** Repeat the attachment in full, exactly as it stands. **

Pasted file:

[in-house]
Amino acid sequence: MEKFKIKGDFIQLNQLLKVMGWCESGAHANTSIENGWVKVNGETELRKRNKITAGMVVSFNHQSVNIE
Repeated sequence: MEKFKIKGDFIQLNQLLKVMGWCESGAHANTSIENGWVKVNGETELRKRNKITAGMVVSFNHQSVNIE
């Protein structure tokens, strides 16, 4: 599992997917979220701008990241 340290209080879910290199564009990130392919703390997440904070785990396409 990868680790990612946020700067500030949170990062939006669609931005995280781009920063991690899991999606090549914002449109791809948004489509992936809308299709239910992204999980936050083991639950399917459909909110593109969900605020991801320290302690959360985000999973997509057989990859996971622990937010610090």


[in-house]
Amino acid sequence: MEKFKIKGDFIQLNQLLKVMGWCESGAHANTSIENGWVKVNGETELRKRNKITAGMVVSFNHQSVNIE
Repeated sequence: MEKFKIKGDFIQLNQLLKVMGWCESGAHANTSIENGWVKVNGETELRKRNKITAGMVVSFNHQSVNIE
């Protein structure tokens, strides 16, 4: 599992997917979220701008990241 340290209080879910290199564009990130392919703390997440904070785990396409 990868680790990612946020700067500030949170990062939006669609931005995280781009920063991690899991999606090549914002449109791809948004489509992936809308299709239910992204999980936050083991639950399917459909909110593109969900605020991801320290302690959360985000999973997509057989990859996971622990937010610090």